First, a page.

Draft King Analysis|
February 9, 2012
Lou Pickney, DraftKing.com
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Player evaluations can be a subjective thing as they relate to the NFL Draft. Some teams, like New England, can be very difficult to read, particularly since they tend to look at players who they think can best fit their system.
Moreover, the further you get from the top spot in any given NFL Draft, the more difficult it is to accurately project what will happen. I don't have a Round 2 mock on here in large part because so many trades take place there that, even if I was on the same page with what several different teams believe would be the best player available, it wouldn't necessarily provide me with a sufficient level of accuracy to make it worth my time to write about it or your time to read it.
The late Al Davis was derided in some circles as a meddling owner who was a wild card and difficult to read regarding the draft. I never met the man, and I can't speak about his meddling ways, but I found the Raiders to be very easy to read relative to most other teams. Davis valued freakish speed and size, and it made projecting what Oakland was going to do a rather easy task for me.
I don't mean to be braggadocious, but take a look at my success rate with the Raiders since I launched Draft King in 2003 (building toward the 2004 NFL Draft):
2004: Iowa OT Robert Gallery projected to Oakland at #2 overall (hit)
2005: Nebraska CB Fabian Washington projected to Oakland at #26 overall (hit)
2006: Texas QB Vince Young projected to Oakland at #7 overall, but he went to Tennessee at #3 and instead the Raiders drafted Texas FS Michael Huff (miss)
2007: LSU QB JaMarcus Russell projected to Oakland at #1 overall (hit)
2008: Arkansas RB Darren McFadden projected to Oakland at #4 overall (hit)
2009: Maryland WR Darrius Heyward-Bey projected to Oakland at #7 overall (hit)
2010: USF DE Jason Pierre-Paul projected to Oakland at #8 overall, but the Raiders instead selected Alabama ILB Rolando McClain (miss)
2011: First-round pick traded to New England for Richard Seymour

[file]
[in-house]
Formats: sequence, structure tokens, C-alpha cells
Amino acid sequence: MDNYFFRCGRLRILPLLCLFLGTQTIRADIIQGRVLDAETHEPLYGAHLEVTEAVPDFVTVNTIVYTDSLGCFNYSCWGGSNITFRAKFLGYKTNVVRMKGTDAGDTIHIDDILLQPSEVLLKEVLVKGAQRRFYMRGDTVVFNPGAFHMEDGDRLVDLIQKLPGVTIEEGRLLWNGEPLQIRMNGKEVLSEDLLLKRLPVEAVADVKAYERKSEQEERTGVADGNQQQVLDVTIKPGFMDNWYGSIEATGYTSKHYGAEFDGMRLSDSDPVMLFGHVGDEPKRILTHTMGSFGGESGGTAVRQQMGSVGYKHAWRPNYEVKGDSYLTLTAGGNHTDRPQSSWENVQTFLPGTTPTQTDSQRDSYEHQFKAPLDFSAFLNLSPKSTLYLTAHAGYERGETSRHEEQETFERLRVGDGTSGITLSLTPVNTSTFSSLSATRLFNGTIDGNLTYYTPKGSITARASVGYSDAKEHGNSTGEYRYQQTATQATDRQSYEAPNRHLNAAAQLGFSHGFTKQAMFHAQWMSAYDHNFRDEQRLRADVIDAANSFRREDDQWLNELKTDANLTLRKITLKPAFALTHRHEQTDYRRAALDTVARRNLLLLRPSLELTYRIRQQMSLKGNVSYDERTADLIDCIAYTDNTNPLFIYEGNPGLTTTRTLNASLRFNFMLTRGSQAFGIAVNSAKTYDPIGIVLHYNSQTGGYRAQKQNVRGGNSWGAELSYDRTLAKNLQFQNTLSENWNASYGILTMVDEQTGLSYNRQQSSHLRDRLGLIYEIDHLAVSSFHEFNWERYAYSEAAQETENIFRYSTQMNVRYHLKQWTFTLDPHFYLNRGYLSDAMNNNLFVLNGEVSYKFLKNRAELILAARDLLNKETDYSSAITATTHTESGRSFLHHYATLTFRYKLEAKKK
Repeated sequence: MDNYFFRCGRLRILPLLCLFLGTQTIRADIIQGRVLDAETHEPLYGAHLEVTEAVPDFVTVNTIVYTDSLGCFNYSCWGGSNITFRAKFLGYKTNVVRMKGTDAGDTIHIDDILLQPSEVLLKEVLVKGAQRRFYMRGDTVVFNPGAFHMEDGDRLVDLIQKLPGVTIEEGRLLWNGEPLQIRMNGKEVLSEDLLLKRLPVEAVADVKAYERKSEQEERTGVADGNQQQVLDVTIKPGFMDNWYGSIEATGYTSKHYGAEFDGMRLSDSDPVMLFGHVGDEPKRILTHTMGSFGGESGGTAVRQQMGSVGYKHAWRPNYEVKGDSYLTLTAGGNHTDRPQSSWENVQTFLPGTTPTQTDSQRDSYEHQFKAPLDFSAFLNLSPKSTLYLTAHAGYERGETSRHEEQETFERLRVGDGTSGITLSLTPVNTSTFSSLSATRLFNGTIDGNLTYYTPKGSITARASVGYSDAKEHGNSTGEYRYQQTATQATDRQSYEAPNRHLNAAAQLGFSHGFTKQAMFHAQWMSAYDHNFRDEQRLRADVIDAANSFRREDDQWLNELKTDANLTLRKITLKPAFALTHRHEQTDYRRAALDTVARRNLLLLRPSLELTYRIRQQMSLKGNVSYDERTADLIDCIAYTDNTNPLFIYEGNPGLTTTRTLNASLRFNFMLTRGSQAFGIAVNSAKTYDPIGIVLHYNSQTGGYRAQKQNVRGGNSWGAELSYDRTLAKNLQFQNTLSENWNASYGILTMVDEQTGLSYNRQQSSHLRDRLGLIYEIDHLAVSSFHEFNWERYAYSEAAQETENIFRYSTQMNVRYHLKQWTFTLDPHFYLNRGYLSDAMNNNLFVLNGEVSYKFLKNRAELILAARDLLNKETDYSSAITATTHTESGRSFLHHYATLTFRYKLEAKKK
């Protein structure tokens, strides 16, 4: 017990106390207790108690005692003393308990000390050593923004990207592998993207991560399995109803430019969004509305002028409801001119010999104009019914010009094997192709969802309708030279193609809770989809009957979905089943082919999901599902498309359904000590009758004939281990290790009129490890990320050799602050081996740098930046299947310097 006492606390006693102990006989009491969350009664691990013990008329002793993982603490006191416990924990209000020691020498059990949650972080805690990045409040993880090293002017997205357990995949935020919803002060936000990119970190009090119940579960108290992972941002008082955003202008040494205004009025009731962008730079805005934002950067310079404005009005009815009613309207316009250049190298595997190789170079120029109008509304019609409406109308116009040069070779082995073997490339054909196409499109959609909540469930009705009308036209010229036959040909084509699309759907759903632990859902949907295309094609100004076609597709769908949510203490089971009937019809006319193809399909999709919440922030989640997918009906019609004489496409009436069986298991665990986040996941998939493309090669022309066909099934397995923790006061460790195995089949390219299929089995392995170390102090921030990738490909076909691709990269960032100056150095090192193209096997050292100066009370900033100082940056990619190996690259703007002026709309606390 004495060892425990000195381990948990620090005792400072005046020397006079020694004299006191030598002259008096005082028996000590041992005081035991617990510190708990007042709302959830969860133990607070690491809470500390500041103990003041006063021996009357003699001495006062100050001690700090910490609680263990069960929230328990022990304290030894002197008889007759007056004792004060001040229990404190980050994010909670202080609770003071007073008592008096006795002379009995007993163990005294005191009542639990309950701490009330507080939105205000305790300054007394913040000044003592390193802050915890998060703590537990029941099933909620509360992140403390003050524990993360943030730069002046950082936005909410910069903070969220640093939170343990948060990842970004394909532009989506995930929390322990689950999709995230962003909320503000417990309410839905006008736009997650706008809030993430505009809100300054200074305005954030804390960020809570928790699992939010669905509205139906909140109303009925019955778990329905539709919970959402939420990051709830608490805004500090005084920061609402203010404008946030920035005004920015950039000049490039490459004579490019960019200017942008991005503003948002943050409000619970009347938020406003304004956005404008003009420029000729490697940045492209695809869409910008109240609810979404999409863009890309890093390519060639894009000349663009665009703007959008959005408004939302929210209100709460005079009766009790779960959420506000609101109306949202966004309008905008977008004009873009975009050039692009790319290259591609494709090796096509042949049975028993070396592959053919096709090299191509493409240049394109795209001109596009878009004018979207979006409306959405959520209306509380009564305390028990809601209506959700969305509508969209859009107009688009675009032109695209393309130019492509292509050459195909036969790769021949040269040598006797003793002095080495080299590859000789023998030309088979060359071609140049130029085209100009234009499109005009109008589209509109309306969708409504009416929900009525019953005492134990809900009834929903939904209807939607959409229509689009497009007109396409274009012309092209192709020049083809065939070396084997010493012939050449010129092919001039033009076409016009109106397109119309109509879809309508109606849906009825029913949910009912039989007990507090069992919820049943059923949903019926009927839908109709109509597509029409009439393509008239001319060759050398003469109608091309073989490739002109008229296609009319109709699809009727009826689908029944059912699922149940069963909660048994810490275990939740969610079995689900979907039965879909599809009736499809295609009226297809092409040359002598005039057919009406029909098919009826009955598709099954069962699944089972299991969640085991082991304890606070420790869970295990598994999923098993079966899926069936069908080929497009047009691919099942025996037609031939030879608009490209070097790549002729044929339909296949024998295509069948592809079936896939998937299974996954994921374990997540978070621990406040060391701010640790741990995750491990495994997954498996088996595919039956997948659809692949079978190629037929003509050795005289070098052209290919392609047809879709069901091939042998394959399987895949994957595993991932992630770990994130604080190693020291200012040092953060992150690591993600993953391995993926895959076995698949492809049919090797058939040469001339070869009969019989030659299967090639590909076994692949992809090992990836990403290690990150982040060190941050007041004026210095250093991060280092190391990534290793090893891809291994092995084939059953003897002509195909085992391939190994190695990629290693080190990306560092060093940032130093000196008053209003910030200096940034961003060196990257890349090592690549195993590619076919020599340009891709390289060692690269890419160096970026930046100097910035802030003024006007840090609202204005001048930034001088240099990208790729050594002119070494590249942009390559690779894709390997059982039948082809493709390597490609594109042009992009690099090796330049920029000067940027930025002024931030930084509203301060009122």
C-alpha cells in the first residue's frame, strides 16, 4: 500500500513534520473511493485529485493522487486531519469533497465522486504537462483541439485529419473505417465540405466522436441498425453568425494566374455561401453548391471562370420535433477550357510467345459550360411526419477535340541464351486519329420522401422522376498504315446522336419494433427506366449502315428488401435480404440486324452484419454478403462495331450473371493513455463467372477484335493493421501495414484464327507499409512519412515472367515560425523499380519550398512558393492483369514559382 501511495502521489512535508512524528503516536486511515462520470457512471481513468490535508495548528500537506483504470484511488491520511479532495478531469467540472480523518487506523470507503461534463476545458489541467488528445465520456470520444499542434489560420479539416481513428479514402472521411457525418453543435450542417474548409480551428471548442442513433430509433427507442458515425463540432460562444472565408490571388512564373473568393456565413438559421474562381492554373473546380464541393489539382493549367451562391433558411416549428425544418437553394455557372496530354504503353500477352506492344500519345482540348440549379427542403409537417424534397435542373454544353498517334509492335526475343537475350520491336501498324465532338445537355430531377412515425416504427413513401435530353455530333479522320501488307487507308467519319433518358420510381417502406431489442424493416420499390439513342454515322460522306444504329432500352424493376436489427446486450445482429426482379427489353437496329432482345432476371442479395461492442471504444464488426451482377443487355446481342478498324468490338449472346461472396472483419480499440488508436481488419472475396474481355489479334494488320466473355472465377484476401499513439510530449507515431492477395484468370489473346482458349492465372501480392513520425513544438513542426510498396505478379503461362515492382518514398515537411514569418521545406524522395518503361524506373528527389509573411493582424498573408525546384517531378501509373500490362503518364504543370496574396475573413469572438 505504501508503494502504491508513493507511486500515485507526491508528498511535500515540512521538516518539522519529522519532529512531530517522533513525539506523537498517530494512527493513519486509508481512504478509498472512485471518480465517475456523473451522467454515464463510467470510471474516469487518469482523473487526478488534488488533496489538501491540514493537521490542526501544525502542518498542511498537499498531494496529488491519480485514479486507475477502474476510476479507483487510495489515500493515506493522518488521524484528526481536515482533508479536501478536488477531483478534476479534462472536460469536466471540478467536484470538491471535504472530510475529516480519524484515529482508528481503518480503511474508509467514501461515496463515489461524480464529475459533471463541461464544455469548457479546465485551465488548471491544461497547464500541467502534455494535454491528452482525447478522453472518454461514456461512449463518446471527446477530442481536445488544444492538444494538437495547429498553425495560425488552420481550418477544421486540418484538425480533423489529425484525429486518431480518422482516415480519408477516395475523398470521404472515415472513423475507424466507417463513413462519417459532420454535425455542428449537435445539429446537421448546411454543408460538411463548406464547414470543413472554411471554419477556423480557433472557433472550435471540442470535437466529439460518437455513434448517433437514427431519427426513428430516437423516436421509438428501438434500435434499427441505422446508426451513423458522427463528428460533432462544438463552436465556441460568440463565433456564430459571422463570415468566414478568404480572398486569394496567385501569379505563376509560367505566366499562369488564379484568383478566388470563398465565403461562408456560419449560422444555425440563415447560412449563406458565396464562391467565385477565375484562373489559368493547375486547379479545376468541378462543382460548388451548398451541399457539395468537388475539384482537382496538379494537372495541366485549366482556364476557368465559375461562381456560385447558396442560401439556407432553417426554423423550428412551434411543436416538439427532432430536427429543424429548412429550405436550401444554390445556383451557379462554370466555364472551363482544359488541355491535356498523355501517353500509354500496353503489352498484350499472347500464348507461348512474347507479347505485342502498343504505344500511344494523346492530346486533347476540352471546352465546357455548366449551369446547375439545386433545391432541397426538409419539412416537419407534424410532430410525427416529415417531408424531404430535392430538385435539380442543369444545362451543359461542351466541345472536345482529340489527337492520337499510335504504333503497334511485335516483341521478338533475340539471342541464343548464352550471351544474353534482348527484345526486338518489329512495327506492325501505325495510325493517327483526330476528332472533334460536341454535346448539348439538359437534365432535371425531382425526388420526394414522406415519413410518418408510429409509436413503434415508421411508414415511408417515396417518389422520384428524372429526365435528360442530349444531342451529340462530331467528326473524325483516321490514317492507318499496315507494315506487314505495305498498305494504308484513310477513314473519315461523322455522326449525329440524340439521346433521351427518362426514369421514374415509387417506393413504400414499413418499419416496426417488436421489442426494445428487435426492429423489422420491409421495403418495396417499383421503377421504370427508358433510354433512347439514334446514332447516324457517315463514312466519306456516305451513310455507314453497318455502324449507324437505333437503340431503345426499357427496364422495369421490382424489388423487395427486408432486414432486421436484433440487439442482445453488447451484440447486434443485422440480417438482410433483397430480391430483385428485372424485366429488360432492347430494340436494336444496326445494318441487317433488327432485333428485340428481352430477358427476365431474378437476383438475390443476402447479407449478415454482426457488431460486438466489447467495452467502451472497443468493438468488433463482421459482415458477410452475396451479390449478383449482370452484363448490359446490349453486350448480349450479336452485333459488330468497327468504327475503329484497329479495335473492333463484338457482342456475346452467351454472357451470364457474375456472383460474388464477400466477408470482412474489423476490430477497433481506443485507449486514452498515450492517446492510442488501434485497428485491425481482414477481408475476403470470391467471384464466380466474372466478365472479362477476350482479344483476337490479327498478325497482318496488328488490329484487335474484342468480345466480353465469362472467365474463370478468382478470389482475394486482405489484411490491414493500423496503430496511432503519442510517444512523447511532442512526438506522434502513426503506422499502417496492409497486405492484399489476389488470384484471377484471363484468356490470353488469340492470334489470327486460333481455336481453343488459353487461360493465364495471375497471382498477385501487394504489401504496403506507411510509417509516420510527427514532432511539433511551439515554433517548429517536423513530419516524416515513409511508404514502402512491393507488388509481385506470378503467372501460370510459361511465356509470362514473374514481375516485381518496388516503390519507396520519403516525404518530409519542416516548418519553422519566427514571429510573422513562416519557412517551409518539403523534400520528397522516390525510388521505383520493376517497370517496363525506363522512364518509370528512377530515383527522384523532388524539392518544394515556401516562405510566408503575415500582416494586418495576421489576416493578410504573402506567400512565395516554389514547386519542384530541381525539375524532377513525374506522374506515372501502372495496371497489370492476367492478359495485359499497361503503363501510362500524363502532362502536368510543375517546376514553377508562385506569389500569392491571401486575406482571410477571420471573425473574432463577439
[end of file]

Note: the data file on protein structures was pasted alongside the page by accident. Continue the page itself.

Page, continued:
It looks like the box score from a game of Battleship, but five hits against two misses is probably my best mark overall for any one NFL team. And while it's generally easier to project accurately toward the top of the draft board, which is generally where Oakland was picking in the post-Jon Gruden era, I had a late-round pick hit in 2005 with Washington and then a huge shocker in 2009 hit with Heyward-Bey.
Most draft experts thought of Heyward-Bey as a second round prospect at best due to inexperience, but the Raiders didn't care how raw he was. Highlights of Heyward-Bey splitting double teams on deep routes had to have captured Davis' attention. There was considerable risk in me making that projection, since if Oakland hadn't drafted Heyward-Bey, he likely would have taken a Chutes and Ladders style tumble down the draft board. But, in that case, picking a long shot worked out for me.
Barring a trade, Oakland won't have a first-round selection in the 2012 NFL Draft thanks to the (lopsided) trade for Carson Palmer that cost the Raiders their 2012 first-rounder and their 2013 second-rounder that could upgrade to a first-round pick if the Raiders make it to the AFC Championship this upcoming season.
It won't be nearly as easy for me in the future with Davis having passed away and the Raiders now having a real general manager (Reggie McKenzie), whenever they finally have another first-round pick. A major sign that things have changed in Oakland came earlier today with the Raiders cutting CB Stanford Routt, a high second-round selection in 2005 who the team signed to a new three-year deal in February 2011 with $20 million guaranteed. Routt is a speed guy; he broke Deion Sanders' combine record in the 40 yard dash with a blistering 4.27 second performance.
Tomorrow on Draft King, a look at some players who, compared with other NFL Draft prognosticators and major NFL Draft related websites, I tend to value either more or less than the norm.